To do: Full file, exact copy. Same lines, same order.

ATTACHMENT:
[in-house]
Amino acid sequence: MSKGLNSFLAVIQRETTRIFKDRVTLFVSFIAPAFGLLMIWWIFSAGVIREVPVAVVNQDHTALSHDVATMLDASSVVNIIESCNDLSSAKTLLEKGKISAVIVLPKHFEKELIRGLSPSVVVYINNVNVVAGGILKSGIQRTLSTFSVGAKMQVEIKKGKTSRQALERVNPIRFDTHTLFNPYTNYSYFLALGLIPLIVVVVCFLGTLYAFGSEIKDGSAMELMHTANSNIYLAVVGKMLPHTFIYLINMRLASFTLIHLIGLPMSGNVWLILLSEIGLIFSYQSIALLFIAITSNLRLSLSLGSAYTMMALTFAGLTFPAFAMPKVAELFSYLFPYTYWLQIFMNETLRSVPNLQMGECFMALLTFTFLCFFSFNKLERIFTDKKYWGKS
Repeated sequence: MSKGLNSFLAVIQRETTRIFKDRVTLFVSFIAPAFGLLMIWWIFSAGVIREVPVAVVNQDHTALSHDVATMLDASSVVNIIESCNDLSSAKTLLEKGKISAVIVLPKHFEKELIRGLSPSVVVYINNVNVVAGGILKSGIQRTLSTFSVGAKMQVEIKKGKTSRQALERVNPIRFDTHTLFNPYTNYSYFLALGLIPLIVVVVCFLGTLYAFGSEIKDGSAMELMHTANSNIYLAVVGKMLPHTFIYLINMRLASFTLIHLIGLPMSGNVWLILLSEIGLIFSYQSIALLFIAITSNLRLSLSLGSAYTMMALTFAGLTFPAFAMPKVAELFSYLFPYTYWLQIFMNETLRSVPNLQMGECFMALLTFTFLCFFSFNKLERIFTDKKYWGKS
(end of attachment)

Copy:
[in-house]
Amino acid sequence: MSKGLNSFLAVIQRETTRIFKDRVTLFVSFIAPAFGLLMIWWIFSAGVIREVPVAVVNQDHTALSHDVATMLDASSVVNIIESCNDLSSAKTLLEKGKISAVIVLPKHFEKELIRGLSPSVVVYINNVNVVAGGILKSGIQRTLSTFSVGAKMQVEIKKGKTSRQALERVNPIRFDTHTLFNPYTNYSYFLALGLIPLIVVVVCFLGTLYAFGSEIKDGSAMELMHTANSNIYLAVVGKMLPHTFIYLINMRLASFTLIHLIGLPMSGNVWLILLSEIGLIFSYQSIALLFIAITSNLRLSLSLGSAYTMMALTFAGLTFPAFAMPKVAELFSYLFPYTYWLQIFMNETLRSVPNLQMGECFMALLTFTFLCFFSFNKLERIFTDKKYWGKS
Repeated sequence: MSKGLNSFLAVIQRETTRIFKDRVTLFVSFIAPAFGLLMIWWIFSAGVIREVPVAVVNQDHTALSHDVATMLDASSVVNIIESCNDLSSAKTLLEKGKISAVIVLPKHFEKELIRGLSPSVVVYINNVNVVAGGILKSGIQRTLSTFSVGAKMQVEIKKGKTSRQALERVNPIRFDTHTLFNPYTNYSYFLALGLIPLIVVVVCFLGTLYAFGSEIKDGSAMELMHTANSNIYLAVVGKMLPHTFIYLINMRLASFTLIHLIGLPMSGNVWLILLSEIGLIFSYQSIALLFIAITSNLRLSLSLGSAYTMMALTFAGLTFPAFAMPKVAELFSYLFPYTYWLQIFMNETLRSVPNLQMGECFMALLTFTFLCFFSFNKLERIFTDKKYWGKS